She is supported by a bunch of superb guest stars: Keith Richards appears on the aforementioned "Sing Me Back Home" and Antony Hegarty on "Ooh Baby Baby". Another guest appearance on the album comes from Rufus Wainwright who contributes vocals to the powerful "Children of Stone".
There's plenty of great guitar playng by free jazz virtuoso Marc Ribot, Warren Ellis plays his magic violin on three songs, and Nick Cave lends some vocals to "The Crane Wife 3". Sean Lennon and Teddy Thompson play guitar on a couple of the tracks, and Chan Marshall of Cat Power harmonizes on "Hold On, Hold On".
Those who seek a more pop-y, light-hearted, immediately consumable affair should pass on this album, for that is not its aim. However those who enjoy a little puzzle, a little intimacy, a little allegory and critical listen will find that this album reveals itself beautifully.
It hints at the joy of evolution and, like Marianne herself suggests, it's not a somber, gloomy record, but a record that revels in the dark. And invites you to enjoy the dark with it.
For those who are willing to work with the album and give it a critical listening, the album offers rewards especially on songs like "Solitude", "In Germany, Before the War", " Easy Come, Easy Go", "Oh Oh Baby" and "Sing Me Back Home"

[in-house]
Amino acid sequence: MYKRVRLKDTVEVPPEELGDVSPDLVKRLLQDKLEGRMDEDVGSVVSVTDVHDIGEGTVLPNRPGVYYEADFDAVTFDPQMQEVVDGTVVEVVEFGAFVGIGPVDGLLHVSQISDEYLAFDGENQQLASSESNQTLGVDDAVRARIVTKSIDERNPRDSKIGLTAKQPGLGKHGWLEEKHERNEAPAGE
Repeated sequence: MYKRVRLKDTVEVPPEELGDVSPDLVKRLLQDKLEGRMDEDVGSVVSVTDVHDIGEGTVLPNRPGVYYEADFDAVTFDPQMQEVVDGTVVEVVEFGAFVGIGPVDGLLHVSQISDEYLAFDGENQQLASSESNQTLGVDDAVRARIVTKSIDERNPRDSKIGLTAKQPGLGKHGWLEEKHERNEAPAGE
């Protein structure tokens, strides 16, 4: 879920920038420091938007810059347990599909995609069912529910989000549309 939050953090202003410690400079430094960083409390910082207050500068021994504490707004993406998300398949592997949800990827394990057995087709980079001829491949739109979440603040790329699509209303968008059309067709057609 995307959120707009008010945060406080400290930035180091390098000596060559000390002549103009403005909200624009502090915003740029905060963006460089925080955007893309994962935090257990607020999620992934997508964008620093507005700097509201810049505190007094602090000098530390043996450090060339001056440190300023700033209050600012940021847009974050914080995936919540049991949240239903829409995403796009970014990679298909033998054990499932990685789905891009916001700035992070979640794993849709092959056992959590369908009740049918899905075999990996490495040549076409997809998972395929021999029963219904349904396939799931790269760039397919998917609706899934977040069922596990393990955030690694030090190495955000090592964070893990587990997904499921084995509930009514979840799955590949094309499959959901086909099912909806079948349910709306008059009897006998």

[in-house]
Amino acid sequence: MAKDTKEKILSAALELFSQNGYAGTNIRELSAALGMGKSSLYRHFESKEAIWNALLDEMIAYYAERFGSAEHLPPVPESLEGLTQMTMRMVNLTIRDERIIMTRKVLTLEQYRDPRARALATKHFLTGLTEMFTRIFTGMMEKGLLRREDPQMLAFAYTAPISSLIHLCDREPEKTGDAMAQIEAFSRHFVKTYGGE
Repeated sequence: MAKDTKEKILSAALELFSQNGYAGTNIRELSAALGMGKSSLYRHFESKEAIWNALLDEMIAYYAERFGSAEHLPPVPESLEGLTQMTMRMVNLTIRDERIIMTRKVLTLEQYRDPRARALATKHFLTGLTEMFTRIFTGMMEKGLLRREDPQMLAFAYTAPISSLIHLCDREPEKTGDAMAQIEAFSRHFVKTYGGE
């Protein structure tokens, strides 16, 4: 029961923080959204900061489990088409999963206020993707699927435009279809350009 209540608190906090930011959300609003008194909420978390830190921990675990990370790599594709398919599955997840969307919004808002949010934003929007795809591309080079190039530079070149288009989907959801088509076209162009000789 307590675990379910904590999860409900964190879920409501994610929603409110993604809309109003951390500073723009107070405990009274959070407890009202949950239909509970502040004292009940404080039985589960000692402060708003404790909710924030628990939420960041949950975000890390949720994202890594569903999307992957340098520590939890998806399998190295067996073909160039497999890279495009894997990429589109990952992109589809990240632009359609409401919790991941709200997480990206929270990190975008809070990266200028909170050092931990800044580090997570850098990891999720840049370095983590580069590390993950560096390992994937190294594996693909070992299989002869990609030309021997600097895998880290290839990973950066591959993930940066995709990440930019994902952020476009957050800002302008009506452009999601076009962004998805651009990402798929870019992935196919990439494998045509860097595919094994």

It's clear, especially on repeated listenings, that this is a great album: original,emotional and full of gravity,
It is one of the most sensitive and spontaneous-sounding of Faithfull's recordings, with a disciplined but freewheeling sense of adventurous interaction that is sometimes missing on her more carefully structured earlier projects.
Warmly recommended.
Broken English
Strange Weather
20th Century Blues
Before the Poison
Release the Stars
A Piece of What You Need
The Crying Light
Comment Comments (2) | Permalink | Most recent comment: Oct 24, 2010 12:31 PM PDT

Some Other Time
Some Other Time
Price: $8.99
55 used & new from $0.01

15 of 16 people found the following review helpful
4.0 out of 5 stars One of her best records to date., February 26, 2008
This review is from: Some Other Time (Audio CD)
This is an album to savour for jazz enthusiasts, given that it showcases some popular jazz songs Diane grew up listening to.
It's clear from the outset that Diane Schuur is enjoying the opportunity to revisit such past favourites and there's a warmth and glow to many of the tracks that's difficult to resist - especially in the best known material.
This is a celebration of the jazz form that's equally capable of appealing to long-term fans of the genre as it is to newcomers. Hence, timeless tracks by George and Ira Gershwin, Irving Berlin, and Richard Rogers and Oscar Hammerstein are delivered with such verve and panache that you'll probably find your head nodding along in appreciation in spite of yourself.
Diane brings maturity, class and no considerable amount of good humour to most of the recordings and ensures that the mix is reflective of the genre as a whole, rather than just the obvious classics.